Apple's secret weapon for Gen Z
Undoubtedly, Apple is working to dominate the next generation of people, but the question is, how do they do that, and what is the distinguishing point?
Looking at the competition between Apple and Android devices, it is possible to say that there is an ongoing war that will not end soon. Both sides try to make investments mainly to keep the younger generations in their hands, and it looks like Apple is one step ahead in the race. According to a report by the Financial Times, 34% of iPhone users in the United States are in the Gen Z age group, from the mid-to-late 90s to the early 2010s.
iMessage is one of the strongest weapons in Apple's arsenal. It is an internet-based messaging service for iOS, iPadOS, and macOS users. iMessage is only for the mentioned operating systems, and Android users can't use its benefits. Its user base and success, especially among American teens, help Apple hold the lead and create a possible user base for the future. Its influence has created a habit over time, and in the future, Apple is looking to hold them and add a new generation with new features and more.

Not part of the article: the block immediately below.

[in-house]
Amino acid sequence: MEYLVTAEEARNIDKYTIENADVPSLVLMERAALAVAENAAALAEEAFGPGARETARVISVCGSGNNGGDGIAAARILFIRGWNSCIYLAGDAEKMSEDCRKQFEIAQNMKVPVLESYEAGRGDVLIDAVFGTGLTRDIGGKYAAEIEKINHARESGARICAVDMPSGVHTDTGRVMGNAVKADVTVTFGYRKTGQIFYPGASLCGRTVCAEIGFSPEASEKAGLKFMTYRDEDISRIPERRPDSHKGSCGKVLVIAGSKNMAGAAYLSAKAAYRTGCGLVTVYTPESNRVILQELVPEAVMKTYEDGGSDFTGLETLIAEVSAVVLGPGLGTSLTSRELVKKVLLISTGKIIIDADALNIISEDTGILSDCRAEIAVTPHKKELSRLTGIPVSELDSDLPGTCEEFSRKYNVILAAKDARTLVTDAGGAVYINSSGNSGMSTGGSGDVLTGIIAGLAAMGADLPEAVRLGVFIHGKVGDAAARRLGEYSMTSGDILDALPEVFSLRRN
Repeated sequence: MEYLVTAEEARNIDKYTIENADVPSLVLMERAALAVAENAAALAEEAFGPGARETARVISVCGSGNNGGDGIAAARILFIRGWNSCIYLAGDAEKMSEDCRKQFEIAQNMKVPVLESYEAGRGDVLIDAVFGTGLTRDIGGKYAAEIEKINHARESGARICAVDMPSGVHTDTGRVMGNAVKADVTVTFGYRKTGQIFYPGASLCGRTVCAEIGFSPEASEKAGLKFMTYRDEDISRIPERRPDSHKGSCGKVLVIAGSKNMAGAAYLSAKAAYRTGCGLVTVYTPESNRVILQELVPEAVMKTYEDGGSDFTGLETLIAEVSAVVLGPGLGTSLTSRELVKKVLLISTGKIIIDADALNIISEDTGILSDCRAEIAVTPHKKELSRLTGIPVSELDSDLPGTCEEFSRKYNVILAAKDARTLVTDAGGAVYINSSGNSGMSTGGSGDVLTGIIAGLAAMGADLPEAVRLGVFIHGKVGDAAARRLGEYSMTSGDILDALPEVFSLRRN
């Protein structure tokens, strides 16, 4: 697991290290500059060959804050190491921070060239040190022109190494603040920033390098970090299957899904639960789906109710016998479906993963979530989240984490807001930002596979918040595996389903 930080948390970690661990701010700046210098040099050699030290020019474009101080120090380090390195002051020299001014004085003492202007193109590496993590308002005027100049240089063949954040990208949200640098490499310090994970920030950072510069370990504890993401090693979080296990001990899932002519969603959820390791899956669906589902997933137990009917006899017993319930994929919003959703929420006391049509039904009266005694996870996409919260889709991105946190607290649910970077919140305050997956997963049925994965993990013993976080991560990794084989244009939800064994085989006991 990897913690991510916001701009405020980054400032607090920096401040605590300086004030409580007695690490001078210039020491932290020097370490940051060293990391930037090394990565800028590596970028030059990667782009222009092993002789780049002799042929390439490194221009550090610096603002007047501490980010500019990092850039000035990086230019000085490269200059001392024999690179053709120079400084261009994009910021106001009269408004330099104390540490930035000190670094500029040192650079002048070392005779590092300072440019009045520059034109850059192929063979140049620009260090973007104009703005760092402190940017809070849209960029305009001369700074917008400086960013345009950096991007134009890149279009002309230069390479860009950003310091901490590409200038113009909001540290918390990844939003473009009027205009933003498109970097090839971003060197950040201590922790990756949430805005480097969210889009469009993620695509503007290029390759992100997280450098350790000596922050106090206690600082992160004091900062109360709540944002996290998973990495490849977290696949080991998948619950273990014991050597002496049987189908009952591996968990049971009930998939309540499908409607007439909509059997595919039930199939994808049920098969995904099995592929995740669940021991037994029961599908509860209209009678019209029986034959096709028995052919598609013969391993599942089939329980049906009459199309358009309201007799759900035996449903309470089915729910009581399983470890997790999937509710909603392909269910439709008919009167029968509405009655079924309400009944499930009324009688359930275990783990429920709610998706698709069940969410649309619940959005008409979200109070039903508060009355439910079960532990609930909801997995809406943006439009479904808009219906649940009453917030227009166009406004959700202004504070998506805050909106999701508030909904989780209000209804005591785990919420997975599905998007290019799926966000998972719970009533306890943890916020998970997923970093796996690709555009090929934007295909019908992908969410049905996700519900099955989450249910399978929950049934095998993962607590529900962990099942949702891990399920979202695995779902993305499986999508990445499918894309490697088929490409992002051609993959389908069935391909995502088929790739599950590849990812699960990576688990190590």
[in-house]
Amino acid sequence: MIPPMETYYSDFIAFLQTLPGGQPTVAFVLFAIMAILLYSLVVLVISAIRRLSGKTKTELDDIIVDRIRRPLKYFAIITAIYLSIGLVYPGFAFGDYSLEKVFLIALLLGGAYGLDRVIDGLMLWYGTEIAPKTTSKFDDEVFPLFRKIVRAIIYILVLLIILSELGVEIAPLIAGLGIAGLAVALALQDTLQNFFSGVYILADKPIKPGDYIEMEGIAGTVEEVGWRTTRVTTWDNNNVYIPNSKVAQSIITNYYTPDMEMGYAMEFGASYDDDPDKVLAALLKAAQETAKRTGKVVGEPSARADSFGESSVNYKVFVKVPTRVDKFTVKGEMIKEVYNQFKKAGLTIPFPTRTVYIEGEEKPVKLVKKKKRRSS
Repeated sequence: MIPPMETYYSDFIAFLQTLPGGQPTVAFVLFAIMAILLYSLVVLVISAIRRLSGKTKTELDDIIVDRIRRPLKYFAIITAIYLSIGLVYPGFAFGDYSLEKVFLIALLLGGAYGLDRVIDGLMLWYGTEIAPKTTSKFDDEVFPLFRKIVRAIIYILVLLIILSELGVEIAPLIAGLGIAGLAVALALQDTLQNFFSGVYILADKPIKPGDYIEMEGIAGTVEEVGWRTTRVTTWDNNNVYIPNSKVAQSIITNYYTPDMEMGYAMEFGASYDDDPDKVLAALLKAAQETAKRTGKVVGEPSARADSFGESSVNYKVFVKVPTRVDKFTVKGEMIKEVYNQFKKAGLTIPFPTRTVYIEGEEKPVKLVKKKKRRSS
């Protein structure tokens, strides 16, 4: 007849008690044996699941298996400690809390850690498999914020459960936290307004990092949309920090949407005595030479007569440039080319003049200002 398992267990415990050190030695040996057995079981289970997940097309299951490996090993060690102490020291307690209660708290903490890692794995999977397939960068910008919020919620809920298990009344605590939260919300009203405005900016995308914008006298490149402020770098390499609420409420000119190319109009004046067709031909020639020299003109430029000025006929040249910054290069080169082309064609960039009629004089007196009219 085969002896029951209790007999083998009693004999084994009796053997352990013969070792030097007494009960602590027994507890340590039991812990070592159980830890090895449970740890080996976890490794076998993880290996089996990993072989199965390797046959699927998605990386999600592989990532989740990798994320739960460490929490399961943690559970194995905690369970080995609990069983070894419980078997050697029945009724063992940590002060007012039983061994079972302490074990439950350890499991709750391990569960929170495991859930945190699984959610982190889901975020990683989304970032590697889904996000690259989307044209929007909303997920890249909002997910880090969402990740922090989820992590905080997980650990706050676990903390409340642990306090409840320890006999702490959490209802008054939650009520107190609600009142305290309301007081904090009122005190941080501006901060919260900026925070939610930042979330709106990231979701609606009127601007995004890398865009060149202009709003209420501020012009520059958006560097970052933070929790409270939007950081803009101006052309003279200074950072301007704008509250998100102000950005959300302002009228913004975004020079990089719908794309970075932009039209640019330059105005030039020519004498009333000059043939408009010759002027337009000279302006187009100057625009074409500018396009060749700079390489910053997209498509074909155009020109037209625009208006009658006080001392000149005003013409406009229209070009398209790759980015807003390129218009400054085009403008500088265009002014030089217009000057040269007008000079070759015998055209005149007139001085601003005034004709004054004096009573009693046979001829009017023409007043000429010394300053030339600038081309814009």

Messaging became some kind of a "meme" among iPhone users. Whenever they see a green-backgrounded message, they understand that the person is possibly an Android user, and the messaging turns into SMS rather than the internet-based iMessage. This situation results in social pressure that leads Gen Z to buy iPhones, not to be left out. It is arguable whether Apple's strategy is deliberate or a culture created by the consumers unintentionally.
The "green-backgrounded message" situation even turned into a viral TikTok trend, with women rating others and considering Android phone usage a red flag.
According to Apple Insider, Apple's senior vice president of Services, Eddy Cue, wanted to bring iMessage to Android but was overruled by other executives. "We really need to bring iMessage to Android. I have had a couple of people investigating this, but we should go full speed and make this an official project," he wrote in the email. Craig Federighi's response was: "In the absence of a strategy to become the primary messaging service for [the] bulk of cell phone users, I am concerned [that] iMessage on Android would simply serve to remove an obstacle to iPhone families giving their kids Android phones."
iMessage is the main reason iPhones are more popular among younger consumers; a whole generation is growing up with this social pressure, believed by many. However, considering how everything started, we should remember that people search for the technology that most helps them with little effort.Advertisement